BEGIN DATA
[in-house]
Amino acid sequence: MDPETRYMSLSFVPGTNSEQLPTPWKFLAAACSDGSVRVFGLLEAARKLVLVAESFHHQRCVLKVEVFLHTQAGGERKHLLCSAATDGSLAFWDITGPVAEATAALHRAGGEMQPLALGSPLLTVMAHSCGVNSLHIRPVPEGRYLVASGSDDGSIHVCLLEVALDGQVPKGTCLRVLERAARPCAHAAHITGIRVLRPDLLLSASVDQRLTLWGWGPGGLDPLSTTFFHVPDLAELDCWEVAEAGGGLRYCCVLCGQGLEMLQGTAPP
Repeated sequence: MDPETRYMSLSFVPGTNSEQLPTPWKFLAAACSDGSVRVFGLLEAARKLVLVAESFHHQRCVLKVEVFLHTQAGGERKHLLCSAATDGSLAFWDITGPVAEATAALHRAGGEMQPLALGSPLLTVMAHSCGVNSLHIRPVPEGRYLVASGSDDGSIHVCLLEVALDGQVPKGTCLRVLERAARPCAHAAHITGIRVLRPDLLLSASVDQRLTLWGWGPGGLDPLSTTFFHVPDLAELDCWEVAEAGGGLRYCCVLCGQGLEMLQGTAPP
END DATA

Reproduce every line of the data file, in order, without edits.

[in-house]
Amino acid sequence: MDPETRYMSLSFVPGTNSEQLPTPWKFLAAACSDGSVRVFGLLEAARKLVLVAESFHHQRCVLKVEVFLHTQAGGERKHLLCSAATDGSLAFWDITGPVAEATAALHRAGGEMQPLALGSPLLTVMAHSCGVNSLHIRPVPEGRYLVASGSDDGSIHVCLLEVALDGQVPKGTCLRVLERAARPCAHAAHITGIRVLRPDLLLSASVDQRLTLWGWGPGGLDPLSTTFFHVPDLAELDCWEVAEAGGGLRYCCVLCGQGLEMLQGTAPP
Repeated sequence: MDPETRYMSLSFVPGTNSEQLPTPWKFLAAACSDGSVRVFGLLEAARKLVLVAESFHHQRCVLKVEVFLHTQAGGERKHLLCSAATDGSLAFWDITGPVAEATAALHRAGGEMQPLALGSPLLTVMAHSCGVNSLHIRPVPEGRYLVASGSDDGSIHVCLLEVALDGQVPKGTCLRVLERAARPCAHAAHITGIRVLRPDLLLSASVDQRLTLWGWGPGGLDPLSTTFFHVPDLAELDCWEVAEAGGGLRYCCVLCGQGLEMLQGTAPP